Inside a federal courthouse in downtown Manhattan on Tuesday, writer E Jean Carroll sat alongside her attorneys, facing forward and refusing to look back at the man she accused of sexually assaulting her in the mid-1990s: Donald Trump.
It is the second time that Ms Carroll and Mr Trump have faced off against one another in court – only this time the tension was far more palpable.
Last spring, a jury sitting in the same seats as the current nine-person panel, found Mr Trump liable for sexual abuse and defamation against Ms Carroll. The defamation in that trial pertained to statements the former president made in 2022 in which he denied sexually assaulting Ms Carroll or even knowing her.
This time, the jury is being asked to only determine how much, if any, damages the former president owes Ms Carroll for defaming her in statements he made in 2019 in which he claimed Ms Carroll was “not my type” and accused her of lying about sexually assaulting her.
The facts of the case, that Mr Trump sexually abused Ms Carroll and lied about it, have already been established.
Unlike last time, now Mr Trump cannot defend himself against the allegations of sexual abuse – likely a difficult feat for the former president.
When Judge Lewis Kaplan, who is overseeing the case, articulated the facts of the case to the jury, Mr Trump shook his head as if to remind himself he didn’t subscribe to the previous jury’s findings.
Even throughout jury selection on Tuesday morning, while the former president sat facing forward in the courtroom, Mr Trump’s Truth Social account posted no less than 22 posts about Ms Carroll – claiming the first trial was corrupt, claiming Ms Carroll’s allegation was a “fake story”, and once again, claiming he never met, touched or seen Ms Carroll.
Shawn Crowley, the attorney for Ms Carroll, urged the jury to consider how much money it would take to get Mr Trump to stop defaming her.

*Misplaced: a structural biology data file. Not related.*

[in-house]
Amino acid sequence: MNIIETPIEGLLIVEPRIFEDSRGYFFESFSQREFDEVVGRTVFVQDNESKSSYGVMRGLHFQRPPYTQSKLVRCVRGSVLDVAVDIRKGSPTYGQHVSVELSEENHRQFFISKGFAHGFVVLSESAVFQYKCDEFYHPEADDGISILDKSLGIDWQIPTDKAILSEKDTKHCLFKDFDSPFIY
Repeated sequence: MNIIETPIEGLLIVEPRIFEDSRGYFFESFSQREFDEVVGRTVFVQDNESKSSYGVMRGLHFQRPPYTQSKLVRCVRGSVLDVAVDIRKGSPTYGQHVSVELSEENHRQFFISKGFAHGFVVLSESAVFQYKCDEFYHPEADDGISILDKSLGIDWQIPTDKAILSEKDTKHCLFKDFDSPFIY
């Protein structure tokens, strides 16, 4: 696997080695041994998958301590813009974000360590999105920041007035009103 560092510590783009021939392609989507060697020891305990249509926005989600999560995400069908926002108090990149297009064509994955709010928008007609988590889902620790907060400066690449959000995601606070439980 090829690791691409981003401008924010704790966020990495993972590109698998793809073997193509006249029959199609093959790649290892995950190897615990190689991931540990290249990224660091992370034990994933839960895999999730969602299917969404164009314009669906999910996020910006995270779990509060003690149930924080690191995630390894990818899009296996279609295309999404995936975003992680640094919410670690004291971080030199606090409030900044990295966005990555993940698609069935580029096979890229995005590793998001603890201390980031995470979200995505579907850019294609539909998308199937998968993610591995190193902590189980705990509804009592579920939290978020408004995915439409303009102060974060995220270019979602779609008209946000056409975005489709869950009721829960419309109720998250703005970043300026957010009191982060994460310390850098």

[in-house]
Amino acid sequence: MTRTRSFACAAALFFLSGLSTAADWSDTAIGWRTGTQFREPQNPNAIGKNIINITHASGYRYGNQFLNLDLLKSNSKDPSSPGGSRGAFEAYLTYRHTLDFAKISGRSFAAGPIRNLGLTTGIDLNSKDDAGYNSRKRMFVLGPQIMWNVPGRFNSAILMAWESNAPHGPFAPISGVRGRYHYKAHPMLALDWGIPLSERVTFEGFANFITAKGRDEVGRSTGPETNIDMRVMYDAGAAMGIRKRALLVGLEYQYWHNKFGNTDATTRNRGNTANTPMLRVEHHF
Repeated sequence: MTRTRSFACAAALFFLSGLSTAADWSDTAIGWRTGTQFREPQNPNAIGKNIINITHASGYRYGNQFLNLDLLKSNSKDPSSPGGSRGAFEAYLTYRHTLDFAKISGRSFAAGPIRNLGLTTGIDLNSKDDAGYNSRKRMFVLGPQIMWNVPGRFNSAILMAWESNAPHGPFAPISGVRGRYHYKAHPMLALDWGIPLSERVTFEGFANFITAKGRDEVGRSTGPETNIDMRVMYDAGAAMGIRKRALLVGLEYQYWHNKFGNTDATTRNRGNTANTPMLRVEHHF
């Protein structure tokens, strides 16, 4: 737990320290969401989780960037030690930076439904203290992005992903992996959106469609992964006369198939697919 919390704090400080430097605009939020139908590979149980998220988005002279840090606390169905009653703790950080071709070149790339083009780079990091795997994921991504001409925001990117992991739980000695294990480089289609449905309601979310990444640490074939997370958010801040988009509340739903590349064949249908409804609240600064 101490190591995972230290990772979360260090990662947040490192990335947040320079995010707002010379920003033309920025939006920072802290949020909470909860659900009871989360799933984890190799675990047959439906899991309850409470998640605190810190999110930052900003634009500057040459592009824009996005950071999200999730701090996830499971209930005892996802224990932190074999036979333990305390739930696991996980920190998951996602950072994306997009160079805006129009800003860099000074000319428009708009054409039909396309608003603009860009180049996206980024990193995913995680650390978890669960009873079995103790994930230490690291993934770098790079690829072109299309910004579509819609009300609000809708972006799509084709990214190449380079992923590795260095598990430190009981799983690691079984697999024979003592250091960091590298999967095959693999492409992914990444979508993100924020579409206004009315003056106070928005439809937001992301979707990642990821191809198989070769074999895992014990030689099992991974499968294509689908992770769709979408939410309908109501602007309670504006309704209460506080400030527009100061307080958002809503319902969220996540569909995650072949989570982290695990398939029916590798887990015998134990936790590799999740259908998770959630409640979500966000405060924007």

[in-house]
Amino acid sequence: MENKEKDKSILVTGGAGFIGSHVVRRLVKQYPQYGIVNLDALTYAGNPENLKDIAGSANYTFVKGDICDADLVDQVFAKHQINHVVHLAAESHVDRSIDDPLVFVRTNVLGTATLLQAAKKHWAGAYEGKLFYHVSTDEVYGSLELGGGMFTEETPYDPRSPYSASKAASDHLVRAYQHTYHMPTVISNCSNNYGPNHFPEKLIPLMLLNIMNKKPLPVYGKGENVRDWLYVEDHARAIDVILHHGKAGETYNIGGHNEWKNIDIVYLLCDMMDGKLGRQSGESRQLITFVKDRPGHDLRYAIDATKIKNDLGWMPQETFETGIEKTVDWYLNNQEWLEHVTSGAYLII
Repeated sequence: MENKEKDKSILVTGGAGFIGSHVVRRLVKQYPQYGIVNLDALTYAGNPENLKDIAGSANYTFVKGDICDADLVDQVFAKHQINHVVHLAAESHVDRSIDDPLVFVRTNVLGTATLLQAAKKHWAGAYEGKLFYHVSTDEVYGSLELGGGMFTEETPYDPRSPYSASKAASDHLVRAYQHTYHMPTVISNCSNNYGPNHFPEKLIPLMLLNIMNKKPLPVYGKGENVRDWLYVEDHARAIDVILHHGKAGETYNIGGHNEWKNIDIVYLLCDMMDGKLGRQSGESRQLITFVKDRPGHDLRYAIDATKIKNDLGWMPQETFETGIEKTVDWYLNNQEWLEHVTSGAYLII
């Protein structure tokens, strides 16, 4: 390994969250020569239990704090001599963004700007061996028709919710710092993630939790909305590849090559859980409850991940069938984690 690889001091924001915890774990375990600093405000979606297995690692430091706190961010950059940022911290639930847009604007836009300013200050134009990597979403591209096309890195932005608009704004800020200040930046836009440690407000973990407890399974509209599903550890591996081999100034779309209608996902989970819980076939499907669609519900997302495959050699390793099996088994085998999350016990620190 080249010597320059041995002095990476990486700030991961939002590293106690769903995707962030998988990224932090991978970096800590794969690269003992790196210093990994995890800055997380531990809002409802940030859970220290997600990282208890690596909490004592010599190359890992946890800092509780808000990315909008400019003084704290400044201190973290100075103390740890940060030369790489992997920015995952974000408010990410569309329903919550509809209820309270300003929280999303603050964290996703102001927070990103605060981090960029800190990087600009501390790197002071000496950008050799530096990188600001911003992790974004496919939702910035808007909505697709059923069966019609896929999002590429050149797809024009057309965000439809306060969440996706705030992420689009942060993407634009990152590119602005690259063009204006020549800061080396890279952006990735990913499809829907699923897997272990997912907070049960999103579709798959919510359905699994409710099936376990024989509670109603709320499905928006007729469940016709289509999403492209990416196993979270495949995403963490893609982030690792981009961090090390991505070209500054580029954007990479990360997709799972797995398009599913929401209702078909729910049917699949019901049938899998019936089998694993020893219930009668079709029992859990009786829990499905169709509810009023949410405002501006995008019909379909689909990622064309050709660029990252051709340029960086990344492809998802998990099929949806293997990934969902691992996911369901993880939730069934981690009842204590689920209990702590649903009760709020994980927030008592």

“Think carefully about what exactly Donald Trump did here,” Ms Crowley said during her opening statements.
She argued that Mr Trump’s claims that Ms Carroll was lying led to swaths of online hate and threats, which made Ms Carroll fear for her life.
“It’s time to make him pay, dearly, for what he’s done,” Ms Crowley said.
Ms Crowley reiterated multiple times that the facts of the case could not be disputed and that Mr Trump’s continuing attempts to undermine Ms Carroll’s lawsuit had damaged her reputation as a writer and her career.
Meanwhile, Alina Habba, the lawyer for Mr Trump, said that Ms Carroll’s career had actually never been so successful than in the wake of Mr Trump’s defamation – which ultimately is what the trial is about.
“This case is not about assault, we had that case,” Ms Habba told the jury, asking them to only focus on two statements Mr Trump made in 2019.
Ms Habba argued that the jury would be tasked with determining if only the two statements Mr Trump made in 2019 caused Ms Carroll’s reputation to be harmed. She called the hate messages Ms Carroll received to be just “mean tweets” and argued that those were a natural part of social media.
The trial is expected to last three to four days and will include testimony from Ms Carroll and, possibly, Mr Trump.